Buddhism and Gnosticism

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Certain modern scholars, notably Buddhologist Edward Conze (1966) and, following Conze, Elaine Pagels (1979), have proposed that similarities existed between Buddhism and Gnosticism, a term deriving from the name "Gnostics" given to a number of Christian sects by early Christian heresiologists.

History of scholarship

An early suggestion of the connection of gnostic-theosophic teachings with Buddhism was the Saint Petersburg Tibetologist and Mongologist Isaac Jacob Schmidt's pamphlet „Über die Verwandtschaft der gnostisch-theosophischen Lehren mit den Religionssystemen des Orients, vorzüglich dem Buddhaismus" (Leipzig 1828) ("About the relationship of Gnostic theosophical teachings with religious systems of the East , especially Buddhism") .[1][2] This was developed by Edward Conze in his paper Buddhism and Gnosis presented to the Origins of gnosticism: colloquium of Messina, held 13–18 April 1966 - a seminal event in modern revision of scholarship on gnosis and gnosticism in Judaism and early Christianity. Conze noted that his starting point for Buddhism as the Mahayana Buddhism contemporary with the origins of Christianity. Conze noted that "This Buddhism I propose to compare with "Gnosis" rather than "the Gnostics," because the connotation of the latter term is still so uncertain that this Congress has been specially convened for the purpose of defining it." Conze's suggestion were supported and expanded by Elaine Pagels in The Gnostic Gospels (New York, 1979), and followed by appeals to Buddhist scholars to find evidence for contact between Buddhism and gnosticism.[3][4] Pagels' suggestion however has not gained academic acceptance or generated significant further study. Although the book was a bestseller Donald Akenson (2001) concludes that the success of the book was due to it being a message the American popular audience was ready to hear.[5]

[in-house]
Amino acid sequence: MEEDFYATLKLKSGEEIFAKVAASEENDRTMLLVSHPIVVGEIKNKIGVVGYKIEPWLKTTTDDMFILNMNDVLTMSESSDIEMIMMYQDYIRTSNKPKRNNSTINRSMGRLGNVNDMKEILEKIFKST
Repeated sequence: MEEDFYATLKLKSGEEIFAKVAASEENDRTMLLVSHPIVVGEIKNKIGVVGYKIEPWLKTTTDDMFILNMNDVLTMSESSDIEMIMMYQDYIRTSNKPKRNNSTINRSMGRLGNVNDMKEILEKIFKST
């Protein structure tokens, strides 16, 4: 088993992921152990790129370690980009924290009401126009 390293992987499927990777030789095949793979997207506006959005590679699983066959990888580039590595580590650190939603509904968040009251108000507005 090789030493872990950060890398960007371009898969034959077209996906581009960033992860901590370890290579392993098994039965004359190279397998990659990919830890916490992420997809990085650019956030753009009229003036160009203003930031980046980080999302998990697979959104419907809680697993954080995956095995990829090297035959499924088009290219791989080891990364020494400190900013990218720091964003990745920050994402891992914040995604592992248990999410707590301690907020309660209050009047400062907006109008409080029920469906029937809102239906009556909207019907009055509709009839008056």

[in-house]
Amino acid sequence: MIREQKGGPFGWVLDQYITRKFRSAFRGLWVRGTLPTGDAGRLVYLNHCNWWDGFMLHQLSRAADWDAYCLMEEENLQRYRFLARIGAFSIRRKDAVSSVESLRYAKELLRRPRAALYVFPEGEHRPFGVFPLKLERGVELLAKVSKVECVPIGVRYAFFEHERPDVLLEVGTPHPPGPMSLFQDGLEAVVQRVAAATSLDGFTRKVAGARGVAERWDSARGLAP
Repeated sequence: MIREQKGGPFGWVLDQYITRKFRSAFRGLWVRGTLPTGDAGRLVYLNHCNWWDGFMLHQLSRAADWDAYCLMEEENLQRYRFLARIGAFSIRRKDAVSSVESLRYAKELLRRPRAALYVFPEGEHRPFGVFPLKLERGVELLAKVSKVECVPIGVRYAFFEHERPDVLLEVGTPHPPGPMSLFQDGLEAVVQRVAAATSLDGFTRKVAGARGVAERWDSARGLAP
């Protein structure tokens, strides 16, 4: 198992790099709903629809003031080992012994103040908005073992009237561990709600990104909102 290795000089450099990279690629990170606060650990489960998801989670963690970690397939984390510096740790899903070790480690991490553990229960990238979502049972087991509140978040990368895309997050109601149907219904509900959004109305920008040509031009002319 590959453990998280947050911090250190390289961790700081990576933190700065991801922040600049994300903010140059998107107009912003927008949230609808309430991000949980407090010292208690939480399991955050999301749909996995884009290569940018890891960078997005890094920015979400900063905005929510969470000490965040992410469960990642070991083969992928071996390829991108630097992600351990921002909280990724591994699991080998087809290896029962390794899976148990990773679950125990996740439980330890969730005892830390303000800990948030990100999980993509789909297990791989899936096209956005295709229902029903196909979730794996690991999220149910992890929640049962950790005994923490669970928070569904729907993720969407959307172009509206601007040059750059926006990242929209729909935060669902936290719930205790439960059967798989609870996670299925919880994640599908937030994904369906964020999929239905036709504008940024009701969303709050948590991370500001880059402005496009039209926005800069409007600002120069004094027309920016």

Suggested contact points between Buddhism and Gnosticism


Early 3rd-4th century Christian writers such as Hippolytus of Rome and Epiphanius write about a Scythianus, who visited India around 50 AD from where he brought "the doctrine of the Two Principles". According to these writers, Scythianus' pupil Terebinthus presented himself as a "Buddha" ("he called himself Buddas" Cyril of Jerusalem). Terebinthus went to Palestine and Judaea where he met the Apostles ("becoming known and condemned" Isaia),[6] and ultimately settled in Babylon, where he transmitted his teachings to Mani, thereby creating the foundation of what could be called Persian syncretic Buddhism, Manicheism. We find evidence that Buddhist thought had major influence on the teachings of Mani:

In the story of the Death of Mani:[7]

It was a day of pain
and a time of sorrow
when the messenger of light
entered death
when he entered complete Nirvana"

Following Mani's travels to the Kushan Empire (several religious paintings in Bamiyan are attributed to him) at the beginning of his proselytizing career, various Buddhist influences seem to have permeated Manichaeism:

Buddhist influences were significant in the formation of Mani's religious thought. The transmigration of souls became a Manichaean belief, and the quadripartite structure of the Manichaean community, divided between male and female monks (the "elect") and lay followers (the "hearers") who supported them, appears to be based on that of the Buddhist sangha.[8]
The spread of Manichaeism (300– AD 500). Map reference: World History Atlas, Dorling Kindersly.
Manichaeism spread with extraordinary rapidity throughout both the east and west. It reached Rome through the apostle Psattiq by AD 280, who was also in Egypt in 244 and 251. The faith was flourishing in the Fayum area of Egypt in 290. Manichaean monasteries existed in Rome in 312 during the time of the Christian Pope Miltiades. By 354, Hilary of Poitiers wrote that the Manichaean faith was a significant force in southern France.